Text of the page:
Research Project Report Evaluation Criteria
I. Sources: Does the report use the right kinds of scholarly or popular-scholarly sources to support its claims, and does it clearly explain the research process by which those sources' documents' were located?
While no number of sources can be called automatically "enough," the assignment requires that you find sources of sufficient quality to support what you say you know about your topic. Scholarly sources are preferable, but in some disciplines the popular-scholarly source can be used for support if corroborated by scholarly sources. See me for advice about this. In the end, though, one of the most complex and subtle measures of your readiness for upper-division college writing will be your ability to match source quantity and quality to the strength of claims made by your thesis and the demands your readers are likely to make.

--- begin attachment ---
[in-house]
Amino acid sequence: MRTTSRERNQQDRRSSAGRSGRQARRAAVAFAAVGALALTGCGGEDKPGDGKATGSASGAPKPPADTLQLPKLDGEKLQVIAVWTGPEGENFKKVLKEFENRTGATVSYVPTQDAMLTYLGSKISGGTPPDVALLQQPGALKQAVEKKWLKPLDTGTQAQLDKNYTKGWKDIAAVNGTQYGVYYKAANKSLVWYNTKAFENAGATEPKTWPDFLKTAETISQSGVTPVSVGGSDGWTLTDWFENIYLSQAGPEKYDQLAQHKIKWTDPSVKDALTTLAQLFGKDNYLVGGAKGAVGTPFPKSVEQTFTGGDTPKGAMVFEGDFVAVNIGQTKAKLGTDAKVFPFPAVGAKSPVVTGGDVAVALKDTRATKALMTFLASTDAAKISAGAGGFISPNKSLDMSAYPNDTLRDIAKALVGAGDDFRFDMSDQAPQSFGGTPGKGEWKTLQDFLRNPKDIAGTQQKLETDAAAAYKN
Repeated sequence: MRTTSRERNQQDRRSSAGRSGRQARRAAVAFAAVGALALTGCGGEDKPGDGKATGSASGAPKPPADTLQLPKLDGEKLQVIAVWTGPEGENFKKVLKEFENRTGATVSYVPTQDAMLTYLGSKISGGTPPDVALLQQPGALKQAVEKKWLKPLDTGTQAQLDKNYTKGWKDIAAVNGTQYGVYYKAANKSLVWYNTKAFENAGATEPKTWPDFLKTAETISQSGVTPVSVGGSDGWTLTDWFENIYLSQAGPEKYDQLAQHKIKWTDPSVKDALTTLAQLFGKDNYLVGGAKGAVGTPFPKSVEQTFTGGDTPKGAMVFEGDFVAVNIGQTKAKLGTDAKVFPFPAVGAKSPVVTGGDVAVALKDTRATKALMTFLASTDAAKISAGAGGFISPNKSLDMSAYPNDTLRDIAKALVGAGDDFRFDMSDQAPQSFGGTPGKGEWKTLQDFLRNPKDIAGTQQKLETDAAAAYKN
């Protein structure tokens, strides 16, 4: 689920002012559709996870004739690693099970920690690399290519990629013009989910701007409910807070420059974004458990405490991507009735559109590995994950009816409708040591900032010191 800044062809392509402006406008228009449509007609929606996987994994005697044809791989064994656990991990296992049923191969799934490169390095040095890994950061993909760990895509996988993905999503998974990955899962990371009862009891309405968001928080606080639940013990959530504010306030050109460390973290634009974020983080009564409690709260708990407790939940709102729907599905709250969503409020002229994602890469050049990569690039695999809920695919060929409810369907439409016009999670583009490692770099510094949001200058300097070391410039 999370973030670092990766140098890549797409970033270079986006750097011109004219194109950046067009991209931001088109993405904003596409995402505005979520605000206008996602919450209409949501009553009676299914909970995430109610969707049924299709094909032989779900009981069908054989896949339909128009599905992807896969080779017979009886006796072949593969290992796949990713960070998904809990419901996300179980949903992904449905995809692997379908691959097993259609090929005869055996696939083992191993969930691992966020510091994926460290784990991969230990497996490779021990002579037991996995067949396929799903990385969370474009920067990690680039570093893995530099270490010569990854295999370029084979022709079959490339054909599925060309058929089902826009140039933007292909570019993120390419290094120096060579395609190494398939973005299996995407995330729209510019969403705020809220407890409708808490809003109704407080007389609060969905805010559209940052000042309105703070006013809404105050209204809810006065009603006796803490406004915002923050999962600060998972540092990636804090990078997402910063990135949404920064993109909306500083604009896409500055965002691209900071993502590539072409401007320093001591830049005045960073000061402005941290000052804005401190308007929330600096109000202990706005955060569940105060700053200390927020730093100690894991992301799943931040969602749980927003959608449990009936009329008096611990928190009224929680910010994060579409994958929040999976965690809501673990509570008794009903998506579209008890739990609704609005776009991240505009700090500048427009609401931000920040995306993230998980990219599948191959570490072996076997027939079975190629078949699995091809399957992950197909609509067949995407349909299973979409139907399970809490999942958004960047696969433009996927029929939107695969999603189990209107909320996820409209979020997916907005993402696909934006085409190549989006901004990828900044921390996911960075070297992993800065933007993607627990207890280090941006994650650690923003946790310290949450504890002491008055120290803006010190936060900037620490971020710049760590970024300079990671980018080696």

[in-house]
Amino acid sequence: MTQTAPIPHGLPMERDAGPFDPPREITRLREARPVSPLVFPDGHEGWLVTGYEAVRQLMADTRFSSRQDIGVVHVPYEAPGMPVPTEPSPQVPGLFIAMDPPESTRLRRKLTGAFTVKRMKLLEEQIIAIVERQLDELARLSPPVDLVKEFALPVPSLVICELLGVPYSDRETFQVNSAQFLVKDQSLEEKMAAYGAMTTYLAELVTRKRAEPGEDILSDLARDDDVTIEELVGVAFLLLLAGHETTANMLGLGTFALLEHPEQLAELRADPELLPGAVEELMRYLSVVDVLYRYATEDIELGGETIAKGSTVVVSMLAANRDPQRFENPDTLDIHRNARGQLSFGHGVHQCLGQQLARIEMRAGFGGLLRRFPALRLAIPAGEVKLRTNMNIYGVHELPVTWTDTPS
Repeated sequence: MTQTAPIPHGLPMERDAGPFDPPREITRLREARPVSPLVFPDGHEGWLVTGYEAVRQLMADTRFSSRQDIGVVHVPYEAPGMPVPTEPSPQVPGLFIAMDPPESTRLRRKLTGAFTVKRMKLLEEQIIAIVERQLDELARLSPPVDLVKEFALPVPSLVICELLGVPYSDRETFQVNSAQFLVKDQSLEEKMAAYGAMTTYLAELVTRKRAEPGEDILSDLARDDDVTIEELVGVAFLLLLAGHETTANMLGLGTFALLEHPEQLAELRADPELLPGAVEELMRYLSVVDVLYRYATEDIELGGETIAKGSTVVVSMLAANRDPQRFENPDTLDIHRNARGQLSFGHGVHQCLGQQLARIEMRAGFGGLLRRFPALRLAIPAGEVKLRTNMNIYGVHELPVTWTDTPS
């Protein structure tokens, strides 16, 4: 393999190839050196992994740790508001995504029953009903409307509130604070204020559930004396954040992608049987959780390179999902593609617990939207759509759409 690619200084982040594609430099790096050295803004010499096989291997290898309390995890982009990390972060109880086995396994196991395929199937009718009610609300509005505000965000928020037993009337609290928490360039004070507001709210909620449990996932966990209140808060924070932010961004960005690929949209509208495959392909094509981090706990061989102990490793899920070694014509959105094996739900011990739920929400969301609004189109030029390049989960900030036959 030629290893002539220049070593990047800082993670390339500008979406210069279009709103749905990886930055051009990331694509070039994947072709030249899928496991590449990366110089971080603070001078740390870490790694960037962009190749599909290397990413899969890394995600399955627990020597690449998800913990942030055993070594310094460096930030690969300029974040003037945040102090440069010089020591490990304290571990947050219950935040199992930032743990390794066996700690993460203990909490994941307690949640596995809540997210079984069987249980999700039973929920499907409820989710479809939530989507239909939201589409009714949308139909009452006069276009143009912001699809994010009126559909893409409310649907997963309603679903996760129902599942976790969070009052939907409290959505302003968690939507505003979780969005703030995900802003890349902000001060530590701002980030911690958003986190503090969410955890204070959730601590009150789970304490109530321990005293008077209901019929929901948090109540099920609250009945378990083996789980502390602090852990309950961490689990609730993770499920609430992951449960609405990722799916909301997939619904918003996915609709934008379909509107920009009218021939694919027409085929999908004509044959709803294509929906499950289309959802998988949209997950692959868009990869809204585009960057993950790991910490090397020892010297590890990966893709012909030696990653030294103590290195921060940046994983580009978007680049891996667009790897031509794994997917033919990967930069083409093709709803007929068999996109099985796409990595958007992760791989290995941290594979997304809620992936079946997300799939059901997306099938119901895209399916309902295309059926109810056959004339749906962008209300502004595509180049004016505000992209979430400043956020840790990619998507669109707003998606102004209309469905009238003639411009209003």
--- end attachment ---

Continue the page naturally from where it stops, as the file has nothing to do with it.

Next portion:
Is the report based on at least some recent article-length sources?
Articles are the sources of the most recent and most tightly focused analysis on your topic. Students who rely on books because the Library catalogue is easier to use, or because books appear to have "more on the topic," are still thinking at a pre-college level. They do not understand how quickly book-length manuscripts become outdated, and how books' much larger theses can make it difficult for students to extract useful support from them without misunderstanding what they are borrowing.
Does it use at least one scholarly source, or does it contain a well-written endnote or footnote which explains exactly why there are no scholarly sources available on this topic?